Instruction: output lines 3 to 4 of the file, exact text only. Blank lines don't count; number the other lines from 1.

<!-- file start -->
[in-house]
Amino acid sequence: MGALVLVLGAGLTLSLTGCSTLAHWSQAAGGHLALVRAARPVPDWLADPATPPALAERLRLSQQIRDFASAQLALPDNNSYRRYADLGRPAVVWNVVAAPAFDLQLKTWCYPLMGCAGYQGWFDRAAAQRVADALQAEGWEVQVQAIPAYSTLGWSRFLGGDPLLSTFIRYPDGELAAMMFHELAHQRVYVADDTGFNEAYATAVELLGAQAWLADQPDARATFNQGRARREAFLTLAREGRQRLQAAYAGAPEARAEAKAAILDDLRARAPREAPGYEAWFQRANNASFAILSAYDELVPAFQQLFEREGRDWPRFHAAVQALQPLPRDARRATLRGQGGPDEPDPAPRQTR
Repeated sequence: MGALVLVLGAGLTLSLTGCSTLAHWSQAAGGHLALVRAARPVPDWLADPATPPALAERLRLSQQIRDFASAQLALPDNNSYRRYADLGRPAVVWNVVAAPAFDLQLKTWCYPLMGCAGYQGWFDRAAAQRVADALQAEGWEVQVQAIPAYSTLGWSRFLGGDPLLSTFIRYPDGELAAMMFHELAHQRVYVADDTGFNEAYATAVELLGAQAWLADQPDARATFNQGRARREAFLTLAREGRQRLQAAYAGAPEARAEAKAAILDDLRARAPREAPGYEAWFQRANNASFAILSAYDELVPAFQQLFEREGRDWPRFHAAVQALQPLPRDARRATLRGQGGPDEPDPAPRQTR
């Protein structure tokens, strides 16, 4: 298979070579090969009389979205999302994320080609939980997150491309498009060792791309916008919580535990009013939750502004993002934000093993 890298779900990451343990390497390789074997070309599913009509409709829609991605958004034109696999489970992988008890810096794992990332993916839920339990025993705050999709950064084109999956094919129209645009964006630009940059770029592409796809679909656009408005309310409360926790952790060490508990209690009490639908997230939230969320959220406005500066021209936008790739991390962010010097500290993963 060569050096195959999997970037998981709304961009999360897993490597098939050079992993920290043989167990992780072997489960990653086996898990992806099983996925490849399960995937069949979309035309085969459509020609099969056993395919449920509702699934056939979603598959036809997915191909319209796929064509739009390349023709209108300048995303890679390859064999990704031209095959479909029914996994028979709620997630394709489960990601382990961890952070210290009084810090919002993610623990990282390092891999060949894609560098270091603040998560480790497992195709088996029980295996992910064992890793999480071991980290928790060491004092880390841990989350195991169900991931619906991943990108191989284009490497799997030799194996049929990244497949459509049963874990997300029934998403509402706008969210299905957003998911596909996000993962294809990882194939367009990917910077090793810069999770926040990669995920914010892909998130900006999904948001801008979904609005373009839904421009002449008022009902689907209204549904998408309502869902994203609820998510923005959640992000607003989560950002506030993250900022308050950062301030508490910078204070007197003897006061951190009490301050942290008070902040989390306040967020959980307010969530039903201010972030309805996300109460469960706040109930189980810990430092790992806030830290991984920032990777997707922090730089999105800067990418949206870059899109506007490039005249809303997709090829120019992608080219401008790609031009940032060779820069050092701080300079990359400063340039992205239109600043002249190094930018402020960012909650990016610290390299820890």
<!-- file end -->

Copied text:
Repeated sequence: MGALVLVLGAGLTLSLTGCSTLAHWSQAAGGHLALVRAARPVPDWLADPATPPALAERLRLSQQIRDFASAQLALPDNNSYRRYADLGRPAVVWNVVAAPAFDLQLKTWCYPLMGCAGYQGWFDRAAAQRVADALQAEGWEVQVQAIPAYSTLGWSRFLGGDPLLSTFIRYPDGELAAMMFHELAHQRVYVADDTGFNEAYATAVELLGAQAWLADQPDARATFNQGRARREAFLTLAREGRQRLQAAYAGAPEARAEAKAAILDDLRARAPREAPGYEAWFQRANNASFAILSAYDELVPAFQQLFEREGRDWPRFHAAVQALQPLPRDARRATLRGQGGPDEPDPAPRQTR
């Protein structure tokens, strides 16, 4: 298979070579090969009389979205999302994320080609939980997150491309498009060792791309916008919580535990009013939750502004993002934000093993 890298779900990451343990390497390789074997070309599913009509409709829609991605958004034109696999489970992988008890810096794992990332993916839920339990025993705050999709950064084109999956094919129209645009964006630009940059770029592409796809679909656009408005309310409360926790952790060490508990209690009490639908997230939230969320959220406005500066021209936008790739991390962010010097500290993963 060569050096195959999997970037998981709304961009999360897993490597098939050079992993920290043989167990992780072997489960990653086996898990992806099983996925490849399960995937069949979309035309085969459509020609099969056993395919449920509702699934056939979603598959036809997915191909319209796929064509739009390349023709209108300048995303890679390859064999990704031209095959479909029914996994028979709620997630394709489960990601382990961890952070210290009084810090919002993610623990990282390092891999060949894609560098270091603040998560480790497992195709088996029980295996992910064992890793999480071991980290928790060491004092880390841990989350195991169900991931619906991943990108191989284009490497799997030799194996049929990244497949459509049963874990997300029934998403509402706008969210299905957003998911596909996000993962294809990882194939367009990917910077090793810069999770926040990669995920914010892909998130900006999904948001801008979904609005373009839904421009002449008022009902689907209204549904998408309502869902994203609820998510923005959640992000607003989560950002506030993250900022308050950062301030508490910078204070007197003897006061951190009490301050942290008070902040989390306040967020959980307010969530039903201010972030309805996300109460469960706040109930189980810990430092790992806030830290991984920032990777997707922090730089999105800067990418949206870059899109506007490039005249809303997709090829120019992608080219401008790609031009940032060779820069050092701080300079990359400063340039992205239109600043002249190094930018402020960012909650990016610290390299820890």